Lost Treasures:
17th Century Mystical Texts

Controversies in 17th century Spain hold the key to help us understand the questions we face in recovering and renewing the Christian contemplative tradition today. (ref: see From St. John of the Cross to Us)

Some of the following books and manuscripts which are either lost or quite difficult to find might shed further light on the matter.

  1. Francisco Pizaño León: Compendium totius misticae theologiae, Madrid, 1649. (See From St. John, chapter 8)
  2. The lost book or manuscript of Pablo Ezquerra – if it ever existed – Tratado completo de la teología mística: Camino de la vida espiritual. (See From St. John, chapter 10)

  3. Is manuscript #522 of the University of Barcelona, Camino de la vida espiritual, connected with this riddle?

    Do the papers of the 20th century Franciscan scholar, Vicente de Peralta, shed any light on this supposed work of Pablo Ezquerra?

    Biblioteca Inferior Collegi S. Joseph Carmelitarum Caesar Auguste by Roqui Alberto Faci is a library catalog of the Calced Carmelites of Zaragoza. Would it shed any light on this question?

  4. Two works of Jorge de San José would be interesting to examine. The first, Vuelo del espíritu y escala de perfección y oración, Seville, 1632, is hard to come by. There once was a copy in the University of Barcelona. There are no known copies of the other, El solitario contemplativo y guía espiritual. (See From St. John, chapter 7)
  5. Gone missing, as well, is a book supposedly written by Antonio de Rojas called Espejo de perfección, a copy of which might once have been in the Universidad Complutense in Madrid, or at the Fundación Universitaria Española. (See From St. John, chapter 8)
  6. More information about Thomas of Jesus. Supposedly his companion, Francisco de Santa María, wrote a biography about him, which is missing. Some letters of Thomas of Jesus are said to have been published in MHCT (Memorias Historiales of the Council of Trent?), T. 7, Rome, 1985. Many manuscripts of Thomas of Jesus exist in the archive of the Discalced Carmelites of Rome, and could be probably fruitfully mined for more insights into the character and work of this important figure in the history of 17th century mysticism.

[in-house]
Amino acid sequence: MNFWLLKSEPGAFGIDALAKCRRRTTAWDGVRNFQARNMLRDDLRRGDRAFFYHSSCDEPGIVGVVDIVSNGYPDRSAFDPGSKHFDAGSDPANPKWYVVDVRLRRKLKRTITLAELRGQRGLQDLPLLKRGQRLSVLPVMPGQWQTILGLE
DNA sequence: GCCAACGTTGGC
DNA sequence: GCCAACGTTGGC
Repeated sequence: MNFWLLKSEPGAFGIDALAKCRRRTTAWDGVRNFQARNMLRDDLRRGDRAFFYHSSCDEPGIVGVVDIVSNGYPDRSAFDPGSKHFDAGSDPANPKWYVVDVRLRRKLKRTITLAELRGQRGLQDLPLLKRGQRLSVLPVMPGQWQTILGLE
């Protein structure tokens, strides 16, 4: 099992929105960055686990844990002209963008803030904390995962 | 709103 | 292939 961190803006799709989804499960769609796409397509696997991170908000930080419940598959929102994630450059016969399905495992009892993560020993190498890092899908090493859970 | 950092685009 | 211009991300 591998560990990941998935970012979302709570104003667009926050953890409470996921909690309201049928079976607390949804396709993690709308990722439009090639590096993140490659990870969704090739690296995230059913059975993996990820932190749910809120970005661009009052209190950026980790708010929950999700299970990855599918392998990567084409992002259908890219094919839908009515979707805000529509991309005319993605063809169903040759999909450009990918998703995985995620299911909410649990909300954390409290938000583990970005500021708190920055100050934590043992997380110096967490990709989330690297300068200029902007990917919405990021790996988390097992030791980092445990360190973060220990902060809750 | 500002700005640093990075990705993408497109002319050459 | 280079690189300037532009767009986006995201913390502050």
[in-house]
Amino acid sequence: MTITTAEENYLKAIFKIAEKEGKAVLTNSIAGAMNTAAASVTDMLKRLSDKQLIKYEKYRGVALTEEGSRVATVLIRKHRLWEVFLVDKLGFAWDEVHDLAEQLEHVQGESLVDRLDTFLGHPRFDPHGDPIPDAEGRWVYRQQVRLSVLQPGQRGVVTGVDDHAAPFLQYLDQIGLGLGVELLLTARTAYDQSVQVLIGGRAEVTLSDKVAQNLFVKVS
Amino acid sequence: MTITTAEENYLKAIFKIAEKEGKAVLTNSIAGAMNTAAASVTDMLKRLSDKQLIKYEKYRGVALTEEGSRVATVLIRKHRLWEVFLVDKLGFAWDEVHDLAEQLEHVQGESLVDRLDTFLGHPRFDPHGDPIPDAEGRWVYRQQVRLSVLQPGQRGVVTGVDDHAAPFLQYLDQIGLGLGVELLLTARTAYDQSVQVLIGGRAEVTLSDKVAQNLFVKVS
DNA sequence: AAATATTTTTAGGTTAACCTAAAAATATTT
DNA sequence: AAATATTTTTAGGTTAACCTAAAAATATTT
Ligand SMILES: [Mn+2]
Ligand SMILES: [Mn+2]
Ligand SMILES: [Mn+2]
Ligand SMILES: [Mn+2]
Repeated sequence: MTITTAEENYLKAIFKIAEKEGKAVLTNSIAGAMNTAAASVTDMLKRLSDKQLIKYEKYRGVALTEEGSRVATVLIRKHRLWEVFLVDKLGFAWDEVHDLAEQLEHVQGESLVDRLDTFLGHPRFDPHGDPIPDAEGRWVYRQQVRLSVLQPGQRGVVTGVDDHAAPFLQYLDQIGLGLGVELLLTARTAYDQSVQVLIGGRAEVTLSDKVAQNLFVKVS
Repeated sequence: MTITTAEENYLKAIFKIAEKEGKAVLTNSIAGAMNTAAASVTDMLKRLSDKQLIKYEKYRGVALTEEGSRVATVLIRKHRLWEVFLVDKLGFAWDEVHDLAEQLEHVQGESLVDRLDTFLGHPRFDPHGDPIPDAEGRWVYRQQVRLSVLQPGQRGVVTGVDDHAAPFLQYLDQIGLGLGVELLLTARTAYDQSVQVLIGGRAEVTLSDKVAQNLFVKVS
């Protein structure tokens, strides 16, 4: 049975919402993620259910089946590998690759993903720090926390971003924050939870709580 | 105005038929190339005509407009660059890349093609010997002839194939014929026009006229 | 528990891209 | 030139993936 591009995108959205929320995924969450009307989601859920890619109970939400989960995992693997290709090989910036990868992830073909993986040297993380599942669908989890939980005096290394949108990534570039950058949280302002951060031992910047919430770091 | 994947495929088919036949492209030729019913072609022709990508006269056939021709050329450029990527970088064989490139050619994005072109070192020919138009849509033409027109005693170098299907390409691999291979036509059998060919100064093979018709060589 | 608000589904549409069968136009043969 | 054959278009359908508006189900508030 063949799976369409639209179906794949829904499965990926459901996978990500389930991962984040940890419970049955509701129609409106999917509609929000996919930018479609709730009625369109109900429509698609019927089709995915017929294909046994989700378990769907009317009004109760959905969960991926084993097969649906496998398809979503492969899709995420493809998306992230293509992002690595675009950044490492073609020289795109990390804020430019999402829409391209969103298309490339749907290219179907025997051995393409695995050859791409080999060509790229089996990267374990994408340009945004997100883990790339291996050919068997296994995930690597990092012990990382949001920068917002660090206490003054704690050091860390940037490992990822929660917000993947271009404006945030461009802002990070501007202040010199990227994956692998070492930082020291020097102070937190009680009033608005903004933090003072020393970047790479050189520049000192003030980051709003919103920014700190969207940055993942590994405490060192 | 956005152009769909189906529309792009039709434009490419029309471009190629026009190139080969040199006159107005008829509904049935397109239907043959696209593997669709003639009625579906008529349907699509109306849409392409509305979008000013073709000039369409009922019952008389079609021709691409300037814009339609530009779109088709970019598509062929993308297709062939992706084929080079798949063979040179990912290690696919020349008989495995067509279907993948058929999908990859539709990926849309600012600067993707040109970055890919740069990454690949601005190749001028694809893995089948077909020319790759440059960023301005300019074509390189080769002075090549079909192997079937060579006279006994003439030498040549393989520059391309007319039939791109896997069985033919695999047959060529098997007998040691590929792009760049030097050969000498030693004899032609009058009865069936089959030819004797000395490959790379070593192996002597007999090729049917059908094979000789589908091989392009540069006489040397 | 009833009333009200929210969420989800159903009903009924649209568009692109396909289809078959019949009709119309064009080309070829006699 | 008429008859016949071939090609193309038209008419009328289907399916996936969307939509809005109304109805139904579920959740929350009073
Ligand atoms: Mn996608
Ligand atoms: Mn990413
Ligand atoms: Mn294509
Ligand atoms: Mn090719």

7. Juan de Jesús María Robles wrote a Guía interior whose first part is in the Biblioteca Nacional of Madrid. MS. 13496, but that rich collection of Carmelite manuscripts also has a Segunda parte de la Guía interior, (MS. 7037) which appears to have been written by someone else. Who wrote it, and how does it fit into this story? (See From St. John, chapter 9)
  8. The archive of the Discalced Carmelites in Spain that was in the priory of St. Hermenegildo in Madrid disappeared when the religious orders were suppressed in Spain. It might have been taken to Alcalá de Henares. (See From St. John, chapter 4) Any number of its manuscripts surfaced in the Biblioteca Nacional in Madrid, but are there any other papers floating around, or misfiled in some archive in Madrid or Alcalá de Henares?
  9. The archives of the Spanish congregation of the Discalced Carmelites in Rome also disappeared, and very little has surfaced.
  10. The Carmelite Desert of Las Batuecas, founded by Tomás de Jesús, had an extensive library, some of which is parceled out among the Carmelite houses in Spain, but a good portion of which is unaccounted for. Luckily, the catalog of the library still exists, and may one day be published. (See Daniel de Pablo Maroto, "La Antigua Bibloteca del Desierto Carmelitano de las Batuecas" in Salmanticensis 48 (2001) 311-333.